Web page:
Oral health professionals may lack specific training to handle patients at risk for suicide. With additional education, dental providers can conduct routine screenings in a variety of settings to identify at-risk individuals, create safeguards to protect patients from self-harm, and offer referrals for follow-up care.42–44 Dentists and dental hygienists are well positioned to screen for suicidal tendencies, as they often treat patients twice annually. Biannual review of medical histories that incorporate suicide risk questionnaires may help prevent suicide ideation, capability and attempt.
Table 1 provides a list of tools clinicians can use to assess patients for suicide risk; these include the Patient Health Questionnaire (PHQ-9), Ask Suicide Screening Questions (ASQ), and Columbia-Suicide Severity Rating Scale (C-SSRS).22,28,43,45 These questionnaires are evidence-based, effective, and easily administered in clinical settings. The PHQ-9 is a brief assessment tool that uses nine questions to measure depression severity. The ASQ is a standardized screening tool for suicide risk comprised of four yes/no questions that be administered in as little as 20 seconds. The C-SSRS assesses suicidal ideation and suicidal behavior via six yes/no questions.22,28,43,45 Training is recommended before administering the C-SSRS and is available online at no charge.
Suicide risk screening should also include direct interventions that address suicidal thoughts and behaviors. Table 2 suggests screening inquiries that dental professionals can use while engaging with patients. Incorporating such questions on the health history form can help identify the warning signs of suicidal thoughts. Actively listening, asking follow-up questions, and, when necessary, referring to medical or mental health professionals are key components in the successful management of patients at risk for suicide.
Several levels of suicidal tendencies exist, ranging from self-harm to ideation, attempt, and successfully ending one’s life. This is a serious public health issue that has no single determining cause, but occurs in response to the intersections of multiple biological, psychological, interpersonal, environmental and societal influences over time. Suicide ideation, risk and attempt can be prevented by encompassing a comprehensive multidisciplinary approach on individual, relationship, societal and community levels.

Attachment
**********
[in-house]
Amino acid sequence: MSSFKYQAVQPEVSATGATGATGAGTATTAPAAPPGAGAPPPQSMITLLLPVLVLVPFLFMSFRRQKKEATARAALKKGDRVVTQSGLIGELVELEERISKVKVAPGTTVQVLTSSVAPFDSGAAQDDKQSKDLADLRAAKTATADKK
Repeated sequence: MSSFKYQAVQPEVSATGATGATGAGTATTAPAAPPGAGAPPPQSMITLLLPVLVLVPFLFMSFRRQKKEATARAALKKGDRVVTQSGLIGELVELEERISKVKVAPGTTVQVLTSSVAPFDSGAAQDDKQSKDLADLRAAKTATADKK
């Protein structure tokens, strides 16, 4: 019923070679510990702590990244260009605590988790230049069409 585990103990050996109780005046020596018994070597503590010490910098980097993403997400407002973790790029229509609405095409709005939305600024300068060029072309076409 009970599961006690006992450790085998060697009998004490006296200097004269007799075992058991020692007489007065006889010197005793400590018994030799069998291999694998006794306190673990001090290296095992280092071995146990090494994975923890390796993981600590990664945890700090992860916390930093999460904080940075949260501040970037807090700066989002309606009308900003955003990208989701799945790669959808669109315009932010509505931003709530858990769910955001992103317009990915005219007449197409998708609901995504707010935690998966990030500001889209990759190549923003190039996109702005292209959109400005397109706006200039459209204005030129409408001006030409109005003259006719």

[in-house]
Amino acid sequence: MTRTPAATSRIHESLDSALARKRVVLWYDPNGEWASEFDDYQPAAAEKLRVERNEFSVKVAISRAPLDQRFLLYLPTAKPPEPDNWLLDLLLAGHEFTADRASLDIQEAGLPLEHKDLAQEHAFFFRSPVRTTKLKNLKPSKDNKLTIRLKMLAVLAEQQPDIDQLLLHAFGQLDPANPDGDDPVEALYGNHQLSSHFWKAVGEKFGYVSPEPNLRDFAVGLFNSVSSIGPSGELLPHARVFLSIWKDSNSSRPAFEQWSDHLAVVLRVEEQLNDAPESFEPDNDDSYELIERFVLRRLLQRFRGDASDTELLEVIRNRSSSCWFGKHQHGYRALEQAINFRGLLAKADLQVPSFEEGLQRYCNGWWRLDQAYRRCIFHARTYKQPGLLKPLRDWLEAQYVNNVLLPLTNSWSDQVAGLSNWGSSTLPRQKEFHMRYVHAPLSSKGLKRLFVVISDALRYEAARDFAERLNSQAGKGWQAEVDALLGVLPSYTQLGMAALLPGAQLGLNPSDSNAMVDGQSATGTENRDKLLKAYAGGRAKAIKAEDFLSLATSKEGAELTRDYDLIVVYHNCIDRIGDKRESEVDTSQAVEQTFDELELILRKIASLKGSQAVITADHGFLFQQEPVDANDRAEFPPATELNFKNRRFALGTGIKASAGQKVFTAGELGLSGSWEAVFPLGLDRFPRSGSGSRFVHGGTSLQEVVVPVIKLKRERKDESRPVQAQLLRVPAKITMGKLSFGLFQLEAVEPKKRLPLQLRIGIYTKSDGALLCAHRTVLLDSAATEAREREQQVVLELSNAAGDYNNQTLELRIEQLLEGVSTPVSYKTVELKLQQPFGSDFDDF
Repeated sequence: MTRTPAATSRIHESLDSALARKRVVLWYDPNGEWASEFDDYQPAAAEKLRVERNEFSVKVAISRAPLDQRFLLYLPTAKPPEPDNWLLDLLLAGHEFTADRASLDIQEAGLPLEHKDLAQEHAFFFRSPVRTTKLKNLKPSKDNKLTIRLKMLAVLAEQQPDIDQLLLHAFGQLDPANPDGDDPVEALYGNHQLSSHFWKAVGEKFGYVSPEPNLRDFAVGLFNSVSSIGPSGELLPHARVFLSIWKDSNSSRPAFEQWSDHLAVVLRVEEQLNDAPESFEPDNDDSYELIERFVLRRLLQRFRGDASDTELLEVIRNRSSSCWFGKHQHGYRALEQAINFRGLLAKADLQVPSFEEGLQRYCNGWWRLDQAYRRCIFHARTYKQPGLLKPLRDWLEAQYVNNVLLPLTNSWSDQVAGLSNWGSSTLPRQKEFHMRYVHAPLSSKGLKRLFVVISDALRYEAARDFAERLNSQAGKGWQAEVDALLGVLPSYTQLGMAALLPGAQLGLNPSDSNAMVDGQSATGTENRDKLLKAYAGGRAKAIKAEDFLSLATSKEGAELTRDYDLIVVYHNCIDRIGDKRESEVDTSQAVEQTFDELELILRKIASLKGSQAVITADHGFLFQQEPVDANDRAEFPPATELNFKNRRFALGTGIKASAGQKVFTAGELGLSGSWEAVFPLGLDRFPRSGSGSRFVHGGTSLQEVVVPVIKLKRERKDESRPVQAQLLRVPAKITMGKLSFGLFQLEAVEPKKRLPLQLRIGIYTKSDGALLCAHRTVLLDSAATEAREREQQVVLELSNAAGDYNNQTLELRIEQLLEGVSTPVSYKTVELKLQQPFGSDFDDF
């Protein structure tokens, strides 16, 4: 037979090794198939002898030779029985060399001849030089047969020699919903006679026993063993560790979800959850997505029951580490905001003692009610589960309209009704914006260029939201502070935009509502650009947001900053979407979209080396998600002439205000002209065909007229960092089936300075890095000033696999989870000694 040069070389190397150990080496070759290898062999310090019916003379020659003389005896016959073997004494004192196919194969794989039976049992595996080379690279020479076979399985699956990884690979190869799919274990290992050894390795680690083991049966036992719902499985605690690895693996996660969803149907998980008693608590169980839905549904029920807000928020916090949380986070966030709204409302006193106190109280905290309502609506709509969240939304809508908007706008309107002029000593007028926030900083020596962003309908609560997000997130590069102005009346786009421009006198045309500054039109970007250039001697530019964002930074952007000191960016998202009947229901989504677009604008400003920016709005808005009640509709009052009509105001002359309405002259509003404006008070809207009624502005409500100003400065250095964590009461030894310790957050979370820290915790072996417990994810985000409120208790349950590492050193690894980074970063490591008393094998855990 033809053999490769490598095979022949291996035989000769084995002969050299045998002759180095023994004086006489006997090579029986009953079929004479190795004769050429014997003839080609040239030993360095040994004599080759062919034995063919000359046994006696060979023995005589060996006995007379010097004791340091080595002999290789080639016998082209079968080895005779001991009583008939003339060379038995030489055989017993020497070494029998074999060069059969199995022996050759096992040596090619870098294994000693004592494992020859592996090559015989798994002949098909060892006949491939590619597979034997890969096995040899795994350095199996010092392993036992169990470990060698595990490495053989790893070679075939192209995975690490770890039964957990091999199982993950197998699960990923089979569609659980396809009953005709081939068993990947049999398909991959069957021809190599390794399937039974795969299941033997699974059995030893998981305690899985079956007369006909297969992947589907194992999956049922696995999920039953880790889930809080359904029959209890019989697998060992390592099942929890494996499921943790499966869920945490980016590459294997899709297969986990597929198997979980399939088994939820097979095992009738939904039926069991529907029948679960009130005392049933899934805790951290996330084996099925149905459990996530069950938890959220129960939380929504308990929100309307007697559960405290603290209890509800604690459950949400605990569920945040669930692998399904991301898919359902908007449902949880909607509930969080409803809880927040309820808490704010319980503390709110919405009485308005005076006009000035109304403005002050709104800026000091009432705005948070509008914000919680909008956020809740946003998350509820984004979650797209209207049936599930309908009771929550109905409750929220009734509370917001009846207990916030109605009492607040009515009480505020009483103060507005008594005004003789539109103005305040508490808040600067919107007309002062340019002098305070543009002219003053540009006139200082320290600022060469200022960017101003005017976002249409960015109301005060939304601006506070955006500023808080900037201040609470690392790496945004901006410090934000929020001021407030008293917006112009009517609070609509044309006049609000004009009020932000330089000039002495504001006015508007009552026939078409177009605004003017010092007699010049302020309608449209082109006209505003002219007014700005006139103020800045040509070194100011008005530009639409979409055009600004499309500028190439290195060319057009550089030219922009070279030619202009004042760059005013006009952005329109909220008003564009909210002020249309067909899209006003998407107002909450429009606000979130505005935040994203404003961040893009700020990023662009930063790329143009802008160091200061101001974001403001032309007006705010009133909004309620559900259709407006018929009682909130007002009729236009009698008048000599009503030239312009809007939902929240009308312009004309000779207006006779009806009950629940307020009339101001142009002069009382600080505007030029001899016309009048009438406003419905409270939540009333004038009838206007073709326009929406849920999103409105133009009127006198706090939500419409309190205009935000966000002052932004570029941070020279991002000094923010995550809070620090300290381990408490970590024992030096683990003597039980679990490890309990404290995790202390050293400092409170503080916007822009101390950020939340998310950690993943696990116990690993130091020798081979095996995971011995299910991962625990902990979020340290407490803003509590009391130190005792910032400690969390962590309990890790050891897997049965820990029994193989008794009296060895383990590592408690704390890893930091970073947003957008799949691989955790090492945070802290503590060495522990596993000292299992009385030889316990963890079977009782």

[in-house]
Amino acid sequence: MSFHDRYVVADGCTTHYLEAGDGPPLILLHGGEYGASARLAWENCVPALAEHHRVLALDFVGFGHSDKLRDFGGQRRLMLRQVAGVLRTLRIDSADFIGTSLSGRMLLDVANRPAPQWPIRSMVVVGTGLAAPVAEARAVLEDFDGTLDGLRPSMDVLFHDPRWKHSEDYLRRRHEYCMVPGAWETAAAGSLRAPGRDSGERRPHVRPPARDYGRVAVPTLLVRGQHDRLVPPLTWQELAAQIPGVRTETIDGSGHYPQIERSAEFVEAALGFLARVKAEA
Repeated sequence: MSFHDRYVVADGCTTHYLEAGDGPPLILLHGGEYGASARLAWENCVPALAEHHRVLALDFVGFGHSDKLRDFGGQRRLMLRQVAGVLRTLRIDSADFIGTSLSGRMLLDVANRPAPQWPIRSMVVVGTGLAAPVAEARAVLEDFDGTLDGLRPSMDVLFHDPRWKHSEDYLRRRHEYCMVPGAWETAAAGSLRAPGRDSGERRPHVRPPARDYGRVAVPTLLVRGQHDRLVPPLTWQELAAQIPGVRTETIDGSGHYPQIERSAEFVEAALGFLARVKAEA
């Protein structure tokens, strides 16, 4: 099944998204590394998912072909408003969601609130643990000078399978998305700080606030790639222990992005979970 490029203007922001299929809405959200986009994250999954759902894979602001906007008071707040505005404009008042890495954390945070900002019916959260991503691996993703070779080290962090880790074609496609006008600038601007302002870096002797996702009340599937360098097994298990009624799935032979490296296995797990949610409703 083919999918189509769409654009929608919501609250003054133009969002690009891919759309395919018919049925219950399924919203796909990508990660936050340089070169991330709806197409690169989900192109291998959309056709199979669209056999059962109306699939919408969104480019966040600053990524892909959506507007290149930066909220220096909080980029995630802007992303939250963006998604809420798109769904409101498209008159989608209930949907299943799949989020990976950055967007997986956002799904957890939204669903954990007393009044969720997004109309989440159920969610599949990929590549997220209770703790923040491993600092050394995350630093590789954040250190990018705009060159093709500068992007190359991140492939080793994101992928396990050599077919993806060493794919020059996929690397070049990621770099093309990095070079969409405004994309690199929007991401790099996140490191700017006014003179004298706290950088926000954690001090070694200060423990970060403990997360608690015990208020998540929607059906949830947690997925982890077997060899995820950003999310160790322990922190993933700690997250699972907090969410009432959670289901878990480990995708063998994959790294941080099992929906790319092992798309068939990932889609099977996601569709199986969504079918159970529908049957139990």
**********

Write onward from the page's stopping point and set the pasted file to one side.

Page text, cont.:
Asking suicide screening questions is an effective intervention because it may be the first encounter in which a patient verbalizes his or her troubling thoughts about suicide ideation. The entire healthcare team bears responsibility to encourage gatekeeper training, improve knowledge of the warning signs for suicide ideation and attempt, and increase clinical understanding of when and how to connect individuals in crisis with medical assistance and follow-up care.
As oral health professionals on the frontlines of preventive healthcare, dental teams should consider incorporating prompts and/or screening questionnaires on the medical history form in order to assess patients’ probability for suicide ideation, capability and attempt. Those who are having thoughts of suicide ideation should be encouraged to call 800-273-8255, or text HOME to 741741 from anywhere in the United States.
- World Health Organization. Suicide Prevention Fact Sheet. Available at: who.int/news-room/fact-sheets/detail/suicide. Accessed August 9, 2022.
- Cohen LJ, Gorman B, Briggs J, Jeon ME, Ginsburg T, Galynker I. The suicidal narrative and its relationship to the suicide crisis syndrome and suicidal behavior. Suicide Life Threat Behav. 2019;49:413–422.
- Muñoz-Sánchez JL, Sánchez-Gómez MC, Martín-Cilleros MV, Parra-Vidales E, De Leo D, Franco-Martín MA. Addressing suicide risk according to different healthcare professionals in Spain: a qualitative study. Int J Environ Res Public Health. 2018;15:2117.
- Miller BF, Coffey MJ. Understanding suicide risk and prevention. Available at: healthaffairs.org/do/葖.1377/hpb20201228.198475/full. Accessed August 9, 2022.